It took little more than a week for Hamid to find a people-smuggler in Calais.
The networks run a slick and organised operation in the migrant camps here. Hamid got the fast-track service: within a couple of days, he found himself hiding near the beach with 75 other people, waiting to cross the Channel in a small inflatable boat.
The strip of sea that separates Britain and France is tantalisingly narrow. The Dover cliffs glow like a glowing streak of pearl above water when the dawn sun shines on them.
More than 18,000 people have crossed clandestinely to UK shores in small boats so far this year. This is more than twice the number of people who crossed the Channel last year, despite significant investment from both sides.
So why is it so difficult for two of the world’s richest and most powerful nations to stop migrants crossing 20 miles (32km) of sea?
Part of the answer is geography.
France’s northern coastline is covered with dunes, foliage and hundreds of bunkers left over from World War Two – all handy places for migrants to hide.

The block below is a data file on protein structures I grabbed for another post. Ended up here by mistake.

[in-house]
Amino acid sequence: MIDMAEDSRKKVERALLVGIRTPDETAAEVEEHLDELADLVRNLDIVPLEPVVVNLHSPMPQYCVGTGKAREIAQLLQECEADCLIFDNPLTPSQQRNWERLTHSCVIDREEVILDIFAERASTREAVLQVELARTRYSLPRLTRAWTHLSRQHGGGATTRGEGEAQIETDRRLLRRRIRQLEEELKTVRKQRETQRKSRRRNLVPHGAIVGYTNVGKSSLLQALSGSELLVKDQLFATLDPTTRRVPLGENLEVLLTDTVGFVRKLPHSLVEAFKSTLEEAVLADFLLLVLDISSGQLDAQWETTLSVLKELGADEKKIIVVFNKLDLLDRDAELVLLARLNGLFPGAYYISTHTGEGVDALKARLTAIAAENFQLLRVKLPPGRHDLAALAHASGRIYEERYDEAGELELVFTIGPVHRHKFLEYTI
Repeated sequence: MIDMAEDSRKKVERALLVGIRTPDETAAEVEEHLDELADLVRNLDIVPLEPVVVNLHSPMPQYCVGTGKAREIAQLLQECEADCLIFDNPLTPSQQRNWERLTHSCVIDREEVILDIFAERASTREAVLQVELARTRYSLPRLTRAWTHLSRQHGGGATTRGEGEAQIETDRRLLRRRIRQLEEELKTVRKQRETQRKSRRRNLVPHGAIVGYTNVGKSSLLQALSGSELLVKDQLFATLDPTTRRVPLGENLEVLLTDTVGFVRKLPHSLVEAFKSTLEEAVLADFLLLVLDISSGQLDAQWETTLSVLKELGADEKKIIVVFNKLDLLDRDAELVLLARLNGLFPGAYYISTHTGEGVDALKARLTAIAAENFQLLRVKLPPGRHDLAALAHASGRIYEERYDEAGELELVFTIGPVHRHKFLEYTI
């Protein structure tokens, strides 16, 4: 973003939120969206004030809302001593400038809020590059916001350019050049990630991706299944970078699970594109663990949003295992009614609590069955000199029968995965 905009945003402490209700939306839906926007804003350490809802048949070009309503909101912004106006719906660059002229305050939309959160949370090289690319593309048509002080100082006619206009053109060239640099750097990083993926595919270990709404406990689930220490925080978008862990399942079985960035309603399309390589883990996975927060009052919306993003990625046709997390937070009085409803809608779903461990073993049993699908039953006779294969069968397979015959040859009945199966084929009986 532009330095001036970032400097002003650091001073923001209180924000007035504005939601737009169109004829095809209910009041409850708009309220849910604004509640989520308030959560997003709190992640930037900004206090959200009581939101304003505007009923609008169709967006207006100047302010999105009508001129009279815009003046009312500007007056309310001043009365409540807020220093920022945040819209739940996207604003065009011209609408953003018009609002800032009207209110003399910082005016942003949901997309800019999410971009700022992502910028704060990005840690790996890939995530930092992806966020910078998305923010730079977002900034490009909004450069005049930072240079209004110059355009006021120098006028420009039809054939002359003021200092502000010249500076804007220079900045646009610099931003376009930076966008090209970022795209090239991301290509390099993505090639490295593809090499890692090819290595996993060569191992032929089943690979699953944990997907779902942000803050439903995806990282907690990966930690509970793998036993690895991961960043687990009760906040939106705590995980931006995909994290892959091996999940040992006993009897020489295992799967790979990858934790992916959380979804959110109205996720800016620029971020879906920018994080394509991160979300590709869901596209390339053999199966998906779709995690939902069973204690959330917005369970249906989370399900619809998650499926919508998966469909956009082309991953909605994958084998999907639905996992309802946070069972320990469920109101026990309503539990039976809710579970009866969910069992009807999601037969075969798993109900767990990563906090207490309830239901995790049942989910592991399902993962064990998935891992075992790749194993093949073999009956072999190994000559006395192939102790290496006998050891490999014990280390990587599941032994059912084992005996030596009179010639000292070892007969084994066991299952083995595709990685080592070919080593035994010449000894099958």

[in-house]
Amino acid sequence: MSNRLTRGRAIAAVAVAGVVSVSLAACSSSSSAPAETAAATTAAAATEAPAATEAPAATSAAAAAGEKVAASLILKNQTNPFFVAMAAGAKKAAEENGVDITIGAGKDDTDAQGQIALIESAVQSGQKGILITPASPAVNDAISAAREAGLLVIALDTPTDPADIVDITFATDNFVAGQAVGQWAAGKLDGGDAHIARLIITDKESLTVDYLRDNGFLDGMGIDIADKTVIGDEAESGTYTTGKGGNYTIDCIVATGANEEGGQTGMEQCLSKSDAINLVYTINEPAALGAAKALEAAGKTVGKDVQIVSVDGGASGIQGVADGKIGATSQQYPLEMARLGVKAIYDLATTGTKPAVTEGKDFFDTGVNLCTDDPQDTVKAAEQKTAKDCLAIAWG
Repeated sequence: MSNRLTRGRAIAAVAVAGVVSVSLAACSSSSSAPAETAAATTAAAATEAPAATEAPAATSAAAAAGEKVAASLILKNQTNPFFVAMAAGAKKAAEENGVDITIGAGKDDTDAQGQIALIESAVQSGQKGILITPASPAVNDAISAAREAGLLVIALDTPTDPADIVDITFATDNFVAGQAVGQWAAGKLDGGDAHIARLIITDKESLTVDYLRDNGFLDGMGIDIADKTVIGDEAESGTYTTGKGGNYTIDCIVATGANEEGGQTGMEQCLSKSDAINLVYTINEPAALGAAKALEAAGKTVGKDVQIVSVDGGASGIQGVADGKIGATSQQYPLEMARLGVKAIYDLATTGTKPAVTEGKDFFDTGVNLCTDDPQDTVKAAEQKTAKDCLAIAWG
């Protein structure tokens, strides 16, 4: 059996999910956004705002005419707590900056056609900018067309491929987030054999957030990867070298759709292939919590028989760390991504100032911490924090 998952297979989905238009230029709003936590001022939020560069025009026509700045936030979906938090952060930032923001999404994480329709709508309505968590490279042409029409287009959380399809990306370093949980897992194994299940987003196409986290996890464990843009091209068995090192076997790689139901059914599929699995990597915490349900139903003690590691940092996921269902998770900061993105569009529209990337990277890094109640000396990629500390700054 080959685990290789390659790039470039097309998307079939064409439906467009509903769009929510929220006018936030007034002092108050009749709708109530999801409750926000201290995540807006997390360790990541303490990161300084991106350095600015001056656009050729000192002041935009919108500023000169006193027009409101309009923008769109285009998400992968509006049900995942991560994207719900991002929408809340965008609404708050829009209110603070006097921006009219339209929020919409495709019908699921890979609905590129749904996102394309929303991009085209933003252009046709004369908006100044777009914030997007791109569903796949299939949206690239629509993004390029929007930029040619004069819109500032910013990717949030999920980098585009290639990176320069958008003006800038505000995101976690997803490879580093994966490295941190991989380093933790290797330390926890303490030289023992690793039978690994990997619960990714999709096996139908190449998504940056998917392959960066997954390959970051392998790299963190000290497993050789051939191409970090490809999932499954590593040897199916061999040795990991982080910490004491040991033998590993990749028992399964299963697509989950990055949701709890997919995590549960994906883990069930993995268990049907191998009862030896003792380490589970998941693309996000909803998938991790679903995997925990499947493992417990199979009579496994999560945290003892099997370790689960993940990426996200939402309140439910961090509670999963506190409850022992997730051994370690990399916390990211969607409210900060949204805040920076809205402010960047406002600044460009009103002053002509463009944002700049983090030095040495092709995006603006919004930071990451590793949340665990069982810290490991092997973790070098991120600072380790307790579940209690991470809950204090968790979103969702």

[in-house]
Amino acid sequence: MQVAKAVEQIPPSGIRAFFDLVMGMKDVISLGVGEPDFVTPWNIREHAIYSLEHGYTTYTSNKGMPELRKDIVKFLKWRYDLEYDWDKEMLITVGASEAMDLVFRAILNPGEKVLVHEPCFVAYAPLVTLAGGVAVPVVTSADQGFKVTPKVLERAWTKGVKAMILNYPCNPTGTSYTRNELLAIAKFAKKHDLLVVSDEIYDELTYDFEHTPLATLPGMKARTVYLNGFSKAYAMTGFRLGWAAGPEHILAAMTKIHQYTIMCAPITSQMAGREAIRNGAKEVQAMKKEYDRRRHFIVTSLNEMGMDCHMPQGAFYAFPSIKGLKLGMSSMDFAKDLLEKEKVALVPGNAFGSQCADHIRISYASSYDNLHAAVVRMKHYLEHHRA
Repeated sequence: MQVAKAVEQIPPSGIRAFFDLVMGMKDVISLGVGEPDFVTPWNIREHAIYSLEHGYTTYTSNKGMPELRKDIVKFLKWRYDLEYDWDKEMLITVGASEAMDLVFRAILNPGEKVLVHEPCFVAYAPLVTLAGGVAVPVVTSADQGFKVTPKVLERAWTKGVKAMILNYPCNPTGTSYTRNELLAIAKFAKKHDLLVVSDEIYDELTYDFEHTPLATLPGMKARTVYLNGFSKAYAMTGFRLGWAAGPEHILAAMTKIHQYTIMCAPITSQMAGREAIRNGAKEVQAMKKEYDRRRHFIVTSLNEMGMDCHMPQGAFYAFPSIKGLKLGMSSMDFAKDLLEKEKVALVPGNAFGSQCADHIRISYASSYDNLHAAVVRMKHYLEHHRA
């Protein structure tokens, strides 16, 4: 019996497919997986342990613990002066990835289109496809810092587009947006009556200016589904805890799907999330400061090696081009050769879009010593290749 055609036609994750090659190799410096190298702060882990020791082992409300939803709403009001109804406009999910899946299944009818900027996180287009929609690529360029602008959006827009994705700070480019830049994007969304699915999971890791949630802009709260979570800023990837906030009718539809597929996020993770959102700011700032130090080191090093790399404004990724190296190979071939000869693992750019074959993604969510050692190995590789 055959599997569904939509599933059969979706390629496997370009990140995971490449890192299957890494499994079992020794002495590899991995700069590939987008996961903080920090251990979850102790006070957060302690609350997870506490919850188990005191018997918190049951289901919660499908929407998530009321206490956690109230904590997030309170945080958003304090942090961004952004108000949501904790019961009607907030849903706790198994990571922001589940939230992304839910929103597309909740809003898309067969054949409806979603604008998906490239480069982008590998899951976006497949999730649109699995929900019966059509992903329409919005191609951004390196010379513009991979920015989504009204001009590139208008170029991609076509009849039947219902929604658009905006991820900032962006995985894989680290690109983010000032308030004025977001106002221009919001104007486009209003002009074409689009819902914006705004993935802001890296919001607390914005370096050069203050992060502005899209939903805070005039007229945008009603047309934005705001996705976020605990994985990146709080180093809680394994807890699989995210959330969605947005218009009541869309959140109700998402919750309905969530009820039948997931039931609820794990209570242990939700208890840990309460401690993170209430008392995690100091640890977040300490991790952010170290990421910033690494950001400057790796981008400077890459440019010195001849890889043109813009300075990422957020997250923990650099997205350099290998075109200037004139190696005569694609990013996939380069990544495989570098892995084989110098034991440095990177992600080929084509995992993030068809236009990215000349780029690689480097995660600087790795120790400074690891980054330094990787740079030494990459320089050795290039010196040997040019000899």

And, as patrols by police and gendarmes have intensified around Calais and Dunkirk, the smugglers have moved to riskier crossings further along the coast – as far north as the Belgian border, or as far south as the River Somme.
UK NEWS: ‘Game of chess’
Gen Frantz Tavart, the gendarmes’ regional commander here, says it’s proof that the patrols are working. He said that it was creating a vicious circle.
“If we divert the smugglers from the most practical route, we push them to extend their operations,” he said, “and that dilutes our resources across the territory. It’s like playing chess where the smugglers make the first move.